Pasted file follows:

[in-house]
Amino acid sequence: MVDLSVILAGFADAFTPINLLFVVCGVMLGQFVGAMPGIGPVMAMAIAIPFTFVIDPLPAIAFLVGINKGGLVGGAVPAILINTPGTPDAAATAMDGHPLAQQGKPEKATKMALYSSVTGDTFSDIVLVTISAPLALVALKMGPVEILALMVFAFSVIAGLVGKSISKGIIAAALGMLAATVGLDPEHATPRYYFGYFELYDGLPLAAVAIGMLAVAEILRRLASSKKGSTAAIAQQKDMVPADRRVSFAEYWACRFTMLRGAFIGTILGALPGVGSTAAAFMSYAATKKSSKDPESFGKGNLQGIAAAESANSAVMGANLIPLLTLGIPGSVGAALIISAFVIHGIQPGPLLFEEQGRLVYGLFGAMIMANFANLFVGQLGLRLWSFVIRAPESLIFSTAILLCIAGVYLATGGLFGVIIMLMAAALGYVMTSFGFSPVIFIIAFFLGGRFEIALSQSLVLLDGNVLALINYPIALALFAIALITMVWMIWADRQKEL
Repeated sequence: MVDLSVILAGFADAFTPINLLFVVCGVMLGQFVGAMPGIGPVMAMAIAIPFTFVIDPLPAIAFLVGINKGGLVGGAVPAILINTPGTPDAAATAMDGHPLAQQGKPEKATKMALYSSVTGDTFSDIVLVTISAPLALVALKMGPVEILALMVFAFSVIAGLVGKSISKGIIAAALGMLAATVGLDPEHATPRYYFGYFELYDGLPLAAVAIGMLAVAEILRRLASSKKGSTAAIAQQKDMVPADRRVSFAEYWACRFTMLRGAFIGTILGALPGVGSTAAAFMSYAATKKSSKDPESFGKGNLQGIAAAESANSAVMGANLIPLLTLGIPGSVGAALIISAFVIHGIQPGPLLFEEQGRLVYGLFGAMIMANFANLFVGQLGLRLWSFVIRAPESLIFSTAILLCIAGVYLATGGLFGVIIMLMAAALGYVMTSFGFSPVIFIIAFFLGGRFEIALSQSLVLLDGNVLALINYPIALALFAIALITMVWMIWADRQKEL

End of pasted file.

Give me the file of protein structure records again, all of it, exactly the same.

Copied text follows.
[in-house]
Amino acid sequence: MVDLSVILAGFADAFTPINLLFVVCGVMLGQFVGAMPGIGPVMAMAIAIPFTFVIDPLPAIAFLVGINKGGLVGGAVPAILINTPGTPDAAATAMDGHPLAQQGKPEKATKMALYSSVTGDTFSDIVLVTISAPLALVALKMGPVEILALMVFAFSVIAGLVGKSISKGIIAAALGMLAATVGLDPEHATPRYYFGYFELYDGLPLAAVAIGMLAVAEILRRLASSKKGSTAAIAQQKDMVPADRRVSFAEYWACRFTMLRGAFIGTILGALPGVGSTAAAFMSYAATKKSSKDPESFGKGNLQGIAAAESANSAVMGANLIPLLTLGIPGSVGAALIISAFVIHGIQPGPLLFEEQGRLVYGLFGAMIMANFANLFVGQLGLRLWSFVIRAPESLIFSTAILLCIAGVYLATGGLFGVIIMLMAAALGYVMTSFGFSPVIFIIAFFLGGRFEIALSQSLVLLDGNVLALINYPIALALFAIALITMVWMIWADRQKEL
Repeated sequence: MVDLSVILAGFADAFTPINLLFVVCGVMLGQFVGAMPGIGPVMAMAIAIPFTFVIDPLPAIAFLVGINKGGLVGGAVPAILINTPGTPDAAATAMDGHPLAQQGKPEKATKMALYSSVTGDTFSDIVLVTISAPLALVALKMGPVEILALMVFAFSVIAGLVGKSISKGIIAAALGMLAATVGLDPEHATPRYYFGYFELYDGLPLAAVAIGMLAVAEILRRLASSKKGSTAAIAQQKDMVPADRRVSFAEYWACRFTMLRGAFIGTILGALPGVGSTAAAFMSYAATKKSSKDPESFGKGNLQGIAAAESANSAVMGANLIPLLTLGIPGSVGAALIISAFVIHGIQPGPLLFEEQGRLVYGLFGAMIMANFANLFVGQLGLRLWSFVIRAPESLIFSTAILLCIAGVYLATGGLFGVIIMLMAAALGYVMTSFGFSPVIFIIAFFLGGRFEIALSQSLVLLDGNVLALINYPIALALFAIALITMVWMIWADRQKEL